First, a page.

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    Breast Cancer Amid The Pandemic

    This file photo shows customers placing stickers on the Kiss Breast Cancer Goodbye wall during Making Strides Walk Against Breast Cancer in New York City. (AFP Photo)

    Every year in October, pink ribbons are distributed as part of a public awareness campaign aimed at reminding women across the globe to head for a breast examination in order to combat breast cancer.?

    2020’s Breast Cancer Awareness campaigns have mainly shifted to social media and online as most nations are currently practicing social isolation amid the coronavirus pandemic. However, as countries are still battling the deadly outbreak, and while some are even bracing for a second wave – cancer awareness campaigns this year are not as loud as in past years.

    According to the World Health Organisation (WHO), there are about 1.38 million new cases and over 400,000 deaths from breast cancer every year.?Breast cancer is by far the most common form of cancer for women worldwide, both in developed and developing countries.?

    Nevertheless, the WHO notes that the majority of deaths occur in low- and middle-income countries, where most women with the disease are diagnosed in late stages. This is perhaps due to the lack of awareness on early detection and barriers to health services.

    Breast cancer was once largely confined to Western countries; however, it is now a major healthcare issue across the Asia-Pacific region.?

    Back in 2018, Cancer Research Malaysia (CRM) stated that Malaysia had one of the lowest survival rates for breast cancer in the region, with a five-year survival rate of only 49 percent compared to 92 percent in South Korea, 80?percent in Singapore and over 70 percent in China and 52 percent in India.?

    “The low survival rate is largely because of the late presentation of the disease – about 50 percent of patients seek treatment at stage three and four when the disease is harder to treat. It is also due to poor adherence to recommended treatment,” said Dr Teo Soo Hwang from CRM.

    Nevertheless, a recent index developed by the Economist Intelligence Unit (EIU) suggested that Australia, South Korea and Malaysia are most prepared to meet the burden of more cancer cases.

    Breast cancer on the rise in asia
    Source: Economist Intelligence Unit

    Risk Factors And Symptoms

    The WHO notes that currently there is not sufficient knowledge on the cause of breast cancer. However, studies have shown that one’s risks for breast cancer is due to a combination of several factors.

    The United States’ (US) Centers for Disease Control and Prevention (CDC) categorised risk factors for breast cancer into two types; the ones you cannot change, and those that can be changed.

    Some of the risk factors that are out of our control include family history of breast or ovarian cancer, genetic mutations and age, as most patients are diagnosed after the age of 50. Nevertheless, there have been numerous cases where those under 50 have been diagnosed with breast cancer.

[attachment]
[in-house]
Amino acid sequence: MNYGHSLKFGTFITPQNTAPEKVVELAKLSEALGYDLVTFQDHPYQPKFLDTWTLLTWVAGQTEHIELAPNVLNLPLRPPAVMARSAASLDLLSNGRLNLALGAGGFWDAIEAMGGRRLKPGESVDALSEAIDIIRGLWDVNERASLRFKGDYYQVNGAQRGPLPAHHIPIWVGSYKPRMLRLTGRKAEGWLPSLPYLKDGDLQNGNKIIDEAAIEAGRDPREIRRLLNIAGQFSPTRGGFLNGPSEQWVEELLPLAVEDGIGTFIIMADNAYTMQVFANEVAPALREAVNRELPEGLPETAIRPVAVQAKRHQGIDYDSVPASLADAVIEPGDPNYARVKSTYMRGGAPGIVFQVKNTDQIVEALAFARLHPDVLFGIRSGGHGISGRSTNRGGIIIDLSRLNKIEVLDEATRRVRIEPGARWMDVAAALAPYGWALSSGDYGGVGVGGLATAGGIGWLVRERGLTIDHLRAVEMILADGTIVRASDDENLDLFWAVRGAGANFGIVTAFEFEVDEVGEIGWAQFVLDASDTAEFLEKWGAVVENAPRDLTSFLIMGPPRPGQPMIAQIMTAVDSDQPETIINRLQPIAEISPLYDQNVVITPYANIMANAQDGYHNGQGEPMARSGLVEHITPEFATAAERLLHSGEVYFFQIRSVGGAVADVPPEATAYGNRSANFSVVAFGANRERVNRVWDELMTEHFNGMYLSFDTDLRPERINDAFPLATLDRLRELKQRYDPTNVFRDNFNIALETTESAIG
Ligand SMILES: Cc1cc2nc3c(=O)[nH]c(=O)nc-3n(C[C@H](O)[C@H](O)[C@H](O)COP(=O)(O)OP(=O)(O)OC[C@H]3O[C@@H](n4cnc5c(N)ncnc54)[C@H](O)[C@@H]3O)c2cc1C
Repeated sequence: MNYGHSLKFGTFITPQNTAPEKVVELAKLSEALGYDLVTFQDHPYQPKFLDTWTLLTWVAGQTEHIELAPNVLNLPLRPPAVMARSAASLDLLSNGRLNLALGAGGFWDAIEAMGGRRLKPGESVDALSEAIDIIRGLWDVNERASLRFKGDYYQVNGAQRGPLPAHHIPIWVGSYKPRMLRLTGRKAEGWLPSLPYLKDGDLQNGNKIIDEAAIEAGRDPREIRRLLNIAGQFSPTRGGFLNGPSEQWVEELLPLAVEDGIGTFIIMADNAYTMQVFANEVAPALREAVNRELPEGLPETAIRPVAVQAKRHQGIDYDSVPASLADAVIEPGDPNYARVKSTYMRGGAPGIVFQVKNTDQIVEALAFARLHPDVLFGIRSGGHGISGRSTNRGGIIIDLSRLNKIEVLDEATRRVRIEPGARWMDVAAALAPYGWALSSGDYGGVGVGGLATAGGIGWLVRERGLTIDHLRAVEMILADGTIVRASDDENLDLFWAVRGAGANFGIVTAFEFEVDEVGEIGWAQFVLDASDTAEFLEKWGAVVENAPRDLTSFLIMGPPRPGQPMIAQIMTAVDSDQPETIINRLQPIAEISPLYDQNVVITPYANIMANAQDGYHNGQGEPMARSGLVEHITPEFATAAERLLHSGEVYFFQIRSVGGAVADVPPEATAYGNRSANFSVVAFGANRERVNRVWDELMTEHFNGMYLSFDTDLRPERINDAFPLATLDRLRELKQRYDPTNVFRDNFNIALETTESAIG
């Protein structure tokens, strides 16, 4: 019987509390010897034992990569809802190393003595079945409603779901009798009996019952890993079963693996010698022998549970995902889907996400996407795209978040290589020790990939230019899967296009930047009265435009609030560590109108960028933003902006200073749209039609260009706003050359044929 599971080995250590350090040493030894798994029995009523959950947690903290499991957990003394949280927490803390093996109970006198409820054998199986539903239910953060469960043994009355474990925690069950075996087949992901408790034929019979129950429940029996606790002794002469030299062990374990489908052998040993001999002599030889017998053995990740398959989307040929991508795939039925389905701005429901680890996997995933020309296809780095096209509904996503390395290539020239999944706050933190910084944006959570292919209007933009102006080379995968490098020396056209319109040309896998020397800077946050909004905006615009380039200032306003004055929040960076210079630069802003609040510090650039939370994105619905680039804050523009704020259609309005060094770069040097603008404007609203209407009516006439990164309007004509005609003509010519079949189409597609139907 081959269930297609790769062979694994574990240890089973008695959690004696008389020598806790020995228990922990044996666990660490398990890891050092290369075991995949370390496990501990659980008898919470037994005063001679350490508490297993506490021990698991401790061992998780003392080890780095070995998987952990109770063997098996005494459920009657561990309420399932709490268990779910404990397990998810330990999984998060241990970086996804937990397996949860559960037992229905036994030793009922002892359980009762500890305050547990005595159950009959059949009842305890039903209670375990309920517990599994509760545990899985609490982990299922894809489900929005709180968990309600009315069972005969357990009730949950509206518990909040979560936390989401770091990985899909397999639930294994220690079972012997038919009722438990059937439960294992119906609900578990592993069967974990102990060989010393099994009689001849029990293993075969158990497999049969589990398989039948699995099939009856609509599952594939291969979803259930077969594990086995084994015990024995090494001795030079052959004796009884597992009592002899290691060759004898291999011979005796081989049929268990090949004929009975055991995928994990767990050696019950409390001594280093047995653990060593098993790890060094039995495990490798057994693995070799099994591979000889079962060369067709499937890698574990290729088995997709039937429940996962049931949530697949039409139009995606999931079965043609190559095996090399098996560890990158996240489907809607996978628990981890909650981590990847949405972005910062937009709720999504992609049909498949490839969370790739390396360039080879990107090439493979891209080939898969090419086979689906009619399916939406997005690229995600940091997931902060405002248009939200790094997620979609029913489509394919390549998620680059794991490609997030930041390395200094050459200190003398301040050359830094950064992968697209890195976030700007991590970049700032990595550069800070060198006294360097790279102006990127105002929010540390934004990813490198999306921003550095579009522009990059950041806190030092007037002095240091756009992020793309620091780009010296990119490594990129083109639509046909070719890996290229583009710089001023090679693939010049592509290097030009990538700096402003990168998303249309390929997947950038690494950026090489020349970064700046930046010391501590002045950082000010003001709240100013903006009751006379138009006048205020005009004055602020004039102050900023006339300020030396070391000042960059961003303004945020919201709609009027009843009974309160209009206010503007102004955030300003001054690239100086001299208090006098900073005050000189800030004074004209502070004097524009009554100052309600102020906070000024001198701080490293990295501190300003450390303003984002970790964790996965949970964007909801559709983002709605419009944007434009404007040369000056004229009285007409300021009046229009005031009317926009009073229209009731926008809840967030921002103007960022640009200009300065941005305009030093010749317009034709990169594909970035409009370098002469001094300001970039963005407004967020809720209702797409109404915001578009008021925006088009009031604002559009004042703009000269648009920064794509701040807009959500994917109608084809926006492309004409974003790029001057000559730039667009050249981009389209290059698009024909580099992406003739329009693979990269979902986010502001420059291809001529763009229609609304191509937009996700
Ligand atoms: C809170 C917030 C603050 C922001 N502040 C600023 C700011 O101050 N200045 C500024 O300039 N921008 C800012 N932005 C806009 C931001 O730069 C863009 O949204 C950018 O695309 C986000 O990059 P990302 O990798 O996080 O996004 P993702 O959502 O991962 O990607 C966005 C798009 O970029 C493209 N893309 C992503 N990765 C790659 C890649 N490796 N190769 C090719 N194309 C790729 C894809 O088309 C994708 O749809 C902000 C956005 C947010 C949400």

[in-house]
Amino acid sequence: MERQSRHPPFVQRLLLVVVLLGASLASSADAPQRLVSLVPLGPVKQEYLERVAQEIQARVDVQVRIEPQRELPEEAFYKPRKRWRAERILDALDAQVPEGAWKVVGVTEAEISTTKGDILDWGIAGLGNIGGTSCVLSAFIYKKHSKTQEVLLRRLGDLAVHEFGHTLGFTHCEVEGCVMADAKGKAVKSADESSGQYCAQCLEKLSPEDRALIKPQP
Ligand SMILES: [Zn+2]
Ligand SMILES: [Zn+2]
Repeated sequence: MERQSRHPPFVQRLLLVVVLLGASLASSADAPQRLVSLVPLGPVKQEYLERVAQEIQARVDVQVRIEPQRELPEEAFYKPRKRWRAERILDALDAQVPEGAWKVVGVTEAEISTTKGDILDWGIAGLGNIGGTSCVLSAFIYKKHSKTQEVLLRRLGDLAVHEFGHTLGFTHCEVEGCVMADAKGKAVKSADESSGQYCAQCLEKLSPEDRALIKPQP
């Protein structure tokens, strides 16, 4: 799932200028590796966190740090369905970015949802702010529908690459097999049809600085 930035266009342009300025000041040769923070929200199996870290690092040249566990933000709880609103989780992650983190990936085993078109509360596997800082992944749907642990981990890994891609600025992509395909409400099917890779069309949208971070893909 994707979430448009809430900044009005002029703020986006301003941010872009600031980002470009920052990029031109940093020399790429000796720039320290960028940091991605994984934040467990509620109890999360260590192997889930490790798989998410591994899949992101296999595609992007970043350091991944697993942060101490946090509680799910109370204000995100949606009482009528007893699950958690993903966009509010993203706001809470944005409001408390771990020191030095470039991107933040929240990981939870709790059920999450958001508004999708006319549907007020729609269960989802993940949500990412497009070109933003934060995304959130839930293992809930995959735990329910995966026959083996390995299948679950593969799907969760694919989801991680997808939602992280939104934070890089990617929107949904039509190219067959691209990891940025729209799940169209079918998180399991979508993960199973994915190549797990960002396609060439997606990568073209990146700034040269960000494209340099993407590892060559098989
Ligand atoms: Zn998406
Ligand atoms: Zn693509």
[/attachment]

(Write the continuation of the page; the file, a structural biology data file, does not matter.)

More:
Whereas some of the risk factors that one can change include physical activeness and alcohol consumption.?

    The most common symptom of breast cancer is a new lump or mass. Therefore, it is extremely important to have any new changes to the breasts to be checked by health care professionals immediately. Other possible symptoms include swelling of all or part of a breast, skin dimpling, swollen lymph nodes, and discharge, among others.

    “Early detection of the disease remains the cornerstone of breast cancer control. When breast cancer is detected early, and if adequate diagnosis and treatment are available, there is a good chance that breast cancer can be cured,” stated the WHO.

    COVID-19 Pandemic

    A media report stated that the coronavirus crisis has compounded the problem of cancer as patients refrain from visiting hospitals for fear of being infected by the COVID-19 virus. In addition, hospitals and medical centres have also been swamped with coronavirus patients which then leaves those in need of other forms of medical care “on the back burner.”

    Jesse Quigley Jones, managing editor of the EIU said the in the Philippines, for example, cancer patients who were no longer able to attend advanced medical facilities were simply discharged into the wider community without any continuity of care.?

    The EIU has warned of a possible “mini-tsunami of cancer cases” once patients eventually return to hospitals for treatment and check-ups.

    Delayed and postponed cancer treatments and surgeries due to coronavirus lockdowns have also been reported in other countries such as India and the US.

    Other than that, many women have also not gone for mammography screenings in recent months for fear of catching the new coronavirus.

    At a time when research is crucial, scientists working on cancer research have also been affected as the current pandemic has effectively halted research since the outbreak began.

    Nevertheless, as virus restrictions are slowly eased in many countries, perhaps it is time for women to go for mammographies and relevant check-ups.?

    In conjunction with Breast Cancer Awareness month, The ASEAN Post urges all our readers to go for a breast cancer screening soon as early detection can save lives.

    Related Articles:

    The Widespread Impact Of Cancer On Southeast Asia

    The Social Cost Of COVID-19

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